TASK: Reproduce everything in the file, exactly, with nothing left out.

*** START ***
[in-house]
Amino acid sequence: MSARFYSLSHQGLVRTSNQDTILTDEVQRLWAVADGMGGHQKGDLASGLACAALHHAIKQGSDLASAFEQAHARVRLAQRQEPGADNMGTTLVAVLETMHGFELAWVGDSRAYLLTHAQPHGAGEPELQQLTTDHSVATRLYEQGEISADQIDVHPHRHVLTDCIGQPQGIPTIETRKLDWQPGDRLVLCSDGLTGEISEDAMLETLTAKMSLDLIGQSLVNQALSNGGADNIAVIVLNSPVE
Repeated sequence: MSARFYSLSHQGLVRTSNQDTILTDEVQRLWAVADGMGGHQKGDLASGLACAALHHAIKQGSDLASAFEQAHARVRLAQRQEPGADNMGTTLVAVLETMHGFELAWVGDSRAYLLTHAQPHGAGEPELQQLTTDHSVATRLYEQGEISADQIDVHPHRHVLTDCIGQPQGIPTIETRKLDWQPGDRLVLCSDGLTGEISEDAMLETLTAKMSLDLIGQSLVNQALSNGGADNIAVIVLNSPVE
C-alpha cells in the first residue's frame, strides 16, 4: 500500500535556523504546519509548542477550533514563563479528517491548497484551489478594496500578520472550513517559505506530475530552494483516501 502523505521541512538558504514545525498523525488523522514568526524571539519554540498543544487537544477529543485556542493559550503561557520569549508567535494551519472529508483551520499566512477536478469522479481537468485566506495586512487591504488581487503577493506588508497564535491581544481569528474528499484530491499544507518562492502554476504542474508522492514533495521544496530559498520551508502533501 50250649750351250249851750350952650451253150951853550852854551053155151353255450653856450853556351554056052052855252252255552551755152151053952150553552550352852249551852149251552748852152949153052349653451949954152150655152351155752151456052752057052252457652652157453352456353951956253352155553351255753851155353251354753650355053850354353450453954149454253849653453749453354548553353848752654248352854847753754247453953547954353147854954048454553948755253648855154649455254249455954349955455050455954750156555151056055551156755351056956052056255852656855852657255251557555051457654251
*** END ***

[in-house]
Amino acid sequence: MSARFYSLSHQGLVRTSNQDTILTDEVQRLWAVADGMGGHQKGDLASGLACAALHHAIKQGSDLASAFEQAHARVRLAQRQEPGADNMGTTLVAVLETMHGFELAWVGDSRAYLLTHAQPHGAGEPELQQLTTDHSVATRLYEQGEISADQIDVHPHRHVLTDCIGQPQGIPTIETRKLDWQPGDRLVLCSDGLTGEISEDAMLETLTAKMSLDLIGQSLVNQALSNGGADNIAVIVLNSPVE
Repeated sequence: MSARFYSLSHQGLVRTSNQDTILTDEVQRLWAVADGMGGHQKGDLASGLACAALHHAIKQGSDLASAFEQAHARVRLAQRQEPGADNMGTTLVAVLETMHGFELAWVGDSRAYLLTHAQPHGAGEPELQQLTTDHSVATRLYEQGEISADQIDVHPHRHVLTDCIGQPQGIPTIETRKLDWQPGDRLVLCSDGLTGEISEDAMLETLTAKMSLDLIGQSLVNQALSNGGADNIAVIVLNSPVE
C-alpha cells in the first residue's frame, strides 16, 4: 500500500535556523504546519509548542477550533514563563479528517491548497484551489478594496500578520472550513517559505506530475530552494483516501 502523505521541512538558504514545525498523525488523522514568526524571539519554540498543544487537544477529543485556542493559550503561557520569549508567535494551519472529508483551520499566512477536478469522479481537468485566506495586512487591504488581487503577493506588508497564535491581544481569528474528499484530491499544507518562492502554476504542474508522492514533495521544496530559498520551508502533501 50250649750351250249851750350952650451253150951853550852854551053155151353255450653856450853556351554056052052855252252255552551755152151053952150553552550352852249551852149251552748852152949153052349653451949954152150655152351155752151456052752057052252457652652157453352456353951956253352155553351255753851155353251354753650355053850354353450453954149454253849653453749453354548553353848752654248352854847753754247453953547954353147854954048454553948755253648855154649455254249455954349955455050455954750156555151056055551156755351056956052056255852656855852657255251557555051457654251